At the end of this conversation, you should be more aware of what behaviors you need to change, and you can then make a specific behavioral plan to improve your people skills.
Third Question: What can I do to improve? If you have clarity about the issue and that clarity has been enhanced by talking to others, you should be able to make a plan. I turn here to Change Anything: The New Science of Personal Success for a couple of key tactics.
Begin by asking yourself, “What results do I want?” You might want your boss to give you a 4 or 5 on a performance appraisal instead of a 2 or 3. Or you might simply want him or her to state that you have improved in your next one-on-one meeting.
Do you know your crucial moments? In what circumstances and with whom do you become too direct? When are you tempted to become angry and use sarcasm and not ask questions or listen? When you can pinpoint your moments of weakness, you will be more prepared to behave differently if and when these crucial moments arise.
What are the vital behaviors you’ll use in these crucial moments? For example, you might identify these vital behaviors:
- When I see a performance issue, I will remain calm and ask myself, “Why would a reasonable, rational, decent person do that?”
- I will begin all conversations with an observation and question, not an emotion and conclusion.
- If I lose my temper or become sarcastic, I’ll call time out and sincerely apologize.
There could be many different crucial moments and vital behaviors, but you need to select yours. And you’ll need to marshal enough sources of influence to help yourself stick to your behaviors. Do you vividly understand what will happen if you don’t improve and what the benefits will be if you do? Do you have the skills to enact your behaviors? Do you have the support of friends? Do you have cues to remind you about what you have committed to do?
If you get enough sources of influence to encourage and enable you, you can make improvement almost inevitable. You will have created your own plan which will lead to your success.
I wish you well,
4 thoughts on “How to Improve Your People Skills”
Depending on the tone – for example not using sarcasm, it is often better to be direct than beat around the bush. That way everyone knows what is the problem. I have used both ways, and sometimes staff just doesn’t get it when you make a recommendation rather than straight out say what you really mean. Direct communication and transparency are good principles.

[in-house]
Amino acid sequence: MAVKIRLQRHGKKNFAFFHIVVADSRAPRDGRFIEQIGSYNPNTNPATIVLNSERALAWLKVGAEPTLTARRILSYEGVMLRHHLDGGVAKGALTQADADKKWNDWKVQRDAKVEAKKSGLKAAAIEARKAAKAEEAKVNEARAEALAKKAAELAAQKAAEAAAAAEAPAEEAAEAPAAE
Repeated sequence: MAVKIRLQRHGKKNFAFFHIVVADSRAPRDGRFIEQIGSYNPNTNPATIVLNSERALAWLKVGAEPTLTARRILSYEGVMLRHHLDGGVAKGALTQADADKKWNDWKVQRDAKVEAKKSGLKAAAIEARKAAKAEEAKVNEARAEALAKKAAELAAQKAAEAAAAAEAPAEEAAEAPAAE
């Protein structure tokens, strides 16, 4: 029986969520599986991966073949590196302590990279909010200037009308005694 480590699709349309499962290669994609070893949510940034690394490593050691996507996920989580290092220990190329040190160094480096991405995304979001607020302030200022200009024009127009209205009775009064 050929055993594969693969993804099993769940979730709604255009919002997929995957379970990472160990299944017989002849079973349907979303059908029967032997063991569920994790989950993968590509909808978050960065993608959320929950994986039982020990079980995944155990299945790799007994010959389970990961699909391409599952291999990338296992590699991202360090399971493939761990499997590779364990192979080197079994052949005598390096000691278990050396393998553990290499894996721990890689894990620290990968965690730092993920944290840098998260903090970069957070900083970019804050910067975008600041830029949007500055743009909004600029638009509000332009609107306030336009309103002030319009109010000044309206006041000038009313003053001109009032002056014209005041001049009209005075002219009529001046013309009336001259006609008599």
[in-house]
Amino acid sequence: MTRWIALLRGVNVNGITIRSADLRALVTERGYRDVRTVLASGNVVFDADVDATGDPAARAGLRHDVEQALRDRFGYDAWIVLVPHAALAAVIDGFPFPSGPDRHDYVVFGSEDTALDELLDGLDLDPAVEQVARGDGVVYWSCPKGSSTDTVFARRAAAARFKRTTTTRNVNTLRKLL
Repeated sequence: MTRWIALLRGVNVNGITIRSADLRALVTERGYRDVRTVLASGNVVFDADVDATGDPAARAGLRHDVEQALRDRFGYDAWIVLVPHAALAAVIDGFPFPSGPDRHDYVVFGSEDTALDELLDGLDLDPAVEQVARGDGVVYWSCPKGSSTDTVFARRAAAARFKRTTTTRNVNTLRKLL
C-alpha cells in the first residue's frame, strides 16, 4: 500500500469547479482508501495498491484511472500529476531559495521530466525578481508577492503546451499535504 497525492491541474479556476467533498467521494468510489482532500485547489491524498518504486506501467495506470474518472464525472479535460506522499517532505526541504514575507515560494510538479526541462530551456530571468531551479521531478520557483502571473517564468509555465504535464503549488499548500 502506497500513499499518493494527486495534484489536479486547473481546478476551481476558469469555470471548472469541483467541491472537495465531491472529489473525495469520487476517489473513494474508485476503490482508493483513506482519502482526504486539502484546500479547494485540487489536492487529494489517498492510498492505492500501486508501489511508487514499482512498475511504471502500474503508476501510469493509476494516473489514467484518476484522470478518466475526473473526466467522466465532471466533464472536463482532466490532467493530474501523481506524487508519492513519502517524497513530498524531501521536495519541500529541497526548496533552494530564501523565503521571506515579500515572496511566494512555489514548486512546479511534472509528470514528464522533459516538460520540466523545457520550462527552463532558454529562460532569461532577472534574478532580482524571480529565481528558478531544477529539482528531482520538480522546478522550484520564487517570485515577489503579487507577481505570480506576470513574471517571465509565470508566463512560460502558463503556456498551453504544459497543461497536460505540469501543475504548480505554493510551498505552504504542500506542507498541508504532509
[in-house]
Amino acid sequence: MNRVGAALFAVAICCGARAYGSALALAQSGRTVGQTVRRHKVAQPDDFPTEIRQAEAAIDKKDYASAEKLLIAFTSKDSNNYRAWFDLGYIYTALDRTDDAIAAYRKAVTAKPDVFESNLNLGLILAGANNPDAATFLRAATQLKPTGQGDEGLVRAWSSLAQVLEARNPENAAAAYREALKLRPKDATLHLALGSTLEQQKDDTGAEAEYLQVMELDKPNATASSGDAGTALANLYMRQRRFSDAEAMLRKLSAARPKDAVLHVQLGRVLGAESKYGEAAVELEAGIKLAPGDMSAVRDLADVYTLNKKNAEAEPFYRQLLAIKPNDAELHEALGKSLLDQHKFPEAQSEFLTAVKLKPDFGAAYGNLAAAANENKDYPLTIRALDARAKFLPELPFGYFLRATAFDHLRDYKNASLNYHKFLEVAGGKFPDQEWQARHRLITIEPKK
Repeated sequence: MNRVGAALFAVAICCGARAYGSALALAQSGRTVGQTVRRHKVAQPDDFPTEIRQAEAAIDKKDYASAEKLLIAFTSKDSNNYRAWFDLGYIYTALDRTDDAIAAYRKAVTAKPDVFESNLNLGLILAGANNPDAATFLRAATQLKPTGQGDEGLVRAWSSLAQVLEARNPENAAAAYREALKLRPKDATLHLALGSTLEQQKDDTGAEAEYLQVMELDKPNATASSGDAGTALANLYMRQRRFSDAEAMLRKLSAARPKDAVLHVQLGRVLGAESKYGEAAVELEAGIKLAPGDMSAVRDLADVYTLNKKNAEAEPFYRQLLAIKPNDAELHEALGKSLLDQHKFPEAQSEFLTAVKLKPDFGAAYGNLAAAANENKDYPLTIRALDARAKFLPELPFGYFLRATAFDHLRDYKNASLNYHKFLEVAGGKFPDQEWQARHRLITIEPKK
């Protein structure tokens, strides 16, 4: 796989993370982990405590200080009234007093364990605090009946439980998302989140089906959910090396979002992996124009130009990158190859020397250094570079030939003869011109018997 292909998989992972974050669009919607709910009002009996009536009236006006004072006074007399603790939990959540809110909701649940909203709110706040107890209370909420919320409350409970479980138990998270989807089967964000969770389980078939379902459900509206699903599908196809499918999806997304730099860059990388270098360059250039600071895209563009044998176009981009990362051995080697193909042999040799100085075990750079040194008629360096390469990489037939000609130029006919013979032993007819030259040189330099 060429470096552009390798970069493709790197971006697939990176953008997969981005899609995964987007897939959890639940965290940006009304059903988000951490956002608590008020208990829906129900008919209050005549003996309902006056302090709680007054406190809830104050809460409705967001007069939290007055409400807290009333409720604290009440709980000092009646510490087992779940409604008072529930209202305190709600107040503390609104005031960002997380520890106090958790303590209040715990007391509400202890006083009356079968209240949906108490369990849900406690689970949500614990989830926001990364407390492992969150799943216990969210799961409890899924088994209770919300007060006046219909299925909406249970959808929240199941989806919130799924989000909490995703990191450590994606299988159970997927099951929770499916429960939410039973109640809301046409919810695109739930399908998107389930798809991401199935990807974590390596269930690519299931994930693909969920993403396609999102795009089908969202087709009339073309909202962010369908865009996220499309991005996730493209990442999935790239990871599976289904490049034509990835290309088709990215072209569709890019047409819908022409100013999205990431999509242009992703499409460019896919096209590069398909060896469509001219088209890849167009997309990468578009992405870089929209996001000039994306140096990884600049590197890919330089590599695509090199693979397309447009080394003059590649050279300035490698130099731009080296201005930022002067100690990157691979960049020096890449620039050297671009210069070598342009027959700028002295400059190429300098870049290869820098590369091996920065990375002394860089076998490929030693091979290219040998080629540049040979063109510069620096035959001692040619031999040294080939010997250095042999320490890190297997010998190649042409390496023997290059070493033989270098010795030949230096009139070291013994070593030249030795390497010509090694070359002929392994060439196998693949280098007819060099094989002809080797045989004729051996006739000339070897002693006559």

Great reminder to begin the conversation with an observation and a question, not an emotion and conclusion.
Unfortunately I think most of the managers I know focus more on the task at the expense of the relationship(s). This approach will only last so long before employees become less engaged and eventually check out. When that happens you start down a path that will not lead to good results for anyone. The ignorance and denial out there is so common it’s scary. I think Al provides a lot of good suggestions for those who honestly want to make a change for the better.
I agree with Al that the information provided was too vague. I recently needed to confront someone who claimed that he was “Direct” and “Directness part of his personality”, and any offence was just my perception. The fact is that I was able to state specific behaviors that were inappropriate e.g.”cutting people off”, “not providing direction”, and “confronting and correcting people in front of other team members”. His behaviors are ongoing and he justifies them. I am glad to hear that you are a person wanting and willing listen and grow. That shows character and integrity. Perhaps asking the person who gave you the feedback to provide you with specific actions or behaviors to work on, you can have somewhere to begin.